This lesson on the preamble of the Constitution of the United States
is specifically designed for an integrated eighth grade classroom
that includes developmentally handicapped through gifted and talented
learners who are beginning a study of the Constitution. Using group
work first and whole-class reporting afterward, students are given
the opportunity to learn as much about the meaning of the preamble
as they are able.
Standards — Social Studies
Government, Benchmark B
5. Explain how the U.S. Constitution protects the
rights of citizens, regulates the use of territory, manages conflict
and establishes order and security.
• Poster board and markers or access to a computer word art
program for two groups
• Dictionaries, either text or technological, for each group
• A copy of the preamble for each class member
• Preamble worksheet
• 14 magnets
Divide class into four ability groups, assigning students with
their cognitive peers.
Explain that each group has a separate job to do and that
each will report back to the class at the end, allowing everyone
to understand the meaning of the preamble.
Hand out supplies and job descriptions to each group. Work
individually as necessary.
Bring class back together and have groups report in order,
from group one through group four.
Conduct assessment questioning.
Group Assignments (In Order From Least to Most
Verbs: These students make definition placards
with markers and poster board or with a computer word art program.
Their specific job is to help the class with the difficult verbs.
The group may be subdivided for this purpose. Students should
make placards for the following verbs: form, establish, insure,
provide, promote, secure and ordain. When they present, they
should teach the words to the class and leave the placards out
Nouns: These students also make definition
placards with markers and poster board or with a computer word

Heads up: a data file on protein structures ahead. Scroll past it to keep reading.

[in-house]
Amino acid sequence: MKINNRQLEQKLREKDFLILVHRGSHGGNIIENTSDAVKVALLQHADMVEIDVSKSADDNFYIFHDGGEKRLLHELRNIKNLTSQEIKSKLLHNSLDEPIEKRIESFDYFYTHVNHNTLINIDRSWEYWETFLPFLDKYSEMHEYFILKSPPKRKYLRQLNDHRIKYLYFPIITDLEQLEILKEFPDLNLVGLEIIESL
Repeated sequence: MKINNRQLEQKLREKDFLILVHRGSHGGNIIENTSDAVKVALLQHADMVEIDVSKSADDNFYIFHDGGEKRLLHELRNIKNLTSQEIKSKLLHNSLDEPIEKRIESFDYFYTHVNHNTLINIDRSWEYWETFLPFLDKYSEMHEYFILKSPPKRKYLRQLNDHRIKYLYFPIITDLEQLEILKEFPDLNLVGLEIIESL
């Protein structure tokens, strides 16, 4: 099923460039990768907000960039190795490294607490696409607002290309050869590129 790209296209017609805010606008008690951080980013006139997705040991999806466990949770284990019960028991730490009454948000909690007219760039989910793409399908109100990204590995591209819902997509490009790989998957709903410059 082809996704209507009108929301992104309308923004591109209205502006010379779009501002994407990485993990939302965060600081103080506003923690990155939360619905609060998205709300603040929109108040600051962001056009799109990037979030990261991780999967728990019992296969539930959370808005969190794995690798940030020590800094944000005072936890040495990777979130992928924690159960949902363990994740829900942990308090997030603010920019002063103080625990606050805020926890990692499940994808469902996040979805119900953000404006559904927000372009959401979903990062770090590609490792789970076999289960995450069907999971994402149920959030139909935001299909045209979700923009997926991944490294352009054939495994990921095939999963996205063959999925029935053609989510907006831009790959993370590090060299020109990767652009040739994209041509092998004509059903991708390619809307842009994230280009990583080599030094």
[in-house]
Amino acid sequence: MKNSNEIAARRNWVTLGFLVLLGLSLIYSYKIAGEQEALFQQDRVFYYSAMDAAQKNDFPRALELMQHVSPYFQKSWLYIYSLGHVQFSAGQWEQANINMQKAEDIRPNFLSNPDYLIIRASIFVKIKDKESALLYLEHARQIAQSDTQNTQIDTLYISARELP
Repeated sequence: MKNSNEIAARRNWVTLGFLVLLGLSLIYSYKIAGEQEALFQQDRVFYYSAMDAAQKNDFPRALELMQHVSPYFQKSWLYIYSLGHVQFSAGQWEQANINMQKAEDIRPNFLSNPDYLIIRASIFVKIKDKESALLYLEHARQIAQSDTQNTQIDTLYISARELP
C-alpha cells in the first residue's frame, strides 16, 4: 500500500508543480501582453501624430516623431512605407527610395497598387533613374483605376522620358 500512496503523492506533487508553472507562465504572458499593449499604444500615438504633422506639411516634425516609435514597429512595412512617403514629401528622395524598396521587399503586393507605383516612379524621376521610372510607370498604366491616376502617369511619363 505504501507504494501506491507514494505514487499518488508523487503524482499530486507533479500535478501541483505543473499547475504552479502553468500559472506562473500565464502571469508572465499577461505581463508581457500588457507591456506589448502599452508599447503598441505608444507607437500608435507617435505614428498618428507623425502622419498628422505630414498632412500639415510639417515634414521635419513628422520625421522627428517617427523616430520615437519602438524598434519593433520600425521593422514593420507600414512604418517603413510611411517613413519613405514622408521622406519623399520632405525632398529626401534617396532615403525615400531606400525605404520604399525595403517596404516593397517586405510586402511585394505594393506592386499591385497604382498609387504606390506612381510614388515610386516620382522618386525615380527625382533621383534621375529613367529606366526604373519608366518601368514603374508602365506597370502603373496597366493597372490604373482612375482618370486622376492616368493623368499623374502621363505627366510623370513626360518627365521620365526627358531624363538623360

art program. Their specific job is to help everyone with the
difficult nouns. The group may be subdivided for this purpose.
Students should make placards for the following nouns and their
modifiers: union, justice, domestic tranquility, common defense,
general welfare, blessing of liberty, posterity and constitution.
When they present, they should teach the words to the class
and leave the placards out for reference.
- Graphic Organizer: This group’s
task is to make a graphic organizer of the preamble using the
grammatical “puzzle pieces” found on the Preamble
First, they select the segments that make
up the preamble’s core sentence (“We,” “do
ordain and establish”and “this Constitution”).
They then determine what those three pieces mean.
They then find the two defining phrases
(“The people of the United States” and “for
the United States of America”), determine their meanings
and put them in their correct places.
Next they find the piece that describes why
the constitution was written (“in order to”). Then
find the supporting six answers (“form a more perfect Union,”
“establish justice,” “insure domestic tranquility,”
“provide for the common defense,” “promote the
general welfare” and “secure the blessings of liberty
to ourselves and our posterity”).
After completing the activity, they can use
the chalkboard, the magnets and any necessary drawn arrows or
organizers to present the preamble puzzle to the class. Their
graphic organizer should be left on display after the presentation
for reference purposes.
What’s Missing: This group’s
task is to appreciate how thorough and clear the framers were
in their work. The students have to answer one question: What
did the framers forget? If they come up with any answers, they
are to present them and their conclusions to the class. (This
has been tried before with gifted students and the nearest they
could come was to suggest that environmental issues were left
out; however, others argued that they fell under “general
welfare.” It is not an easy question.)
Leaving all the displays visible, have the students write an answer
to this question: What were the framers trying to do? After all
have finished, allow any volunteers to read their answers to the
class. This is not meant to be a graded activity, but answers should
be collected, commented on and then returned. The writing activity
is to allow the teacher to monitor understanding and help the students
solidify their ideas.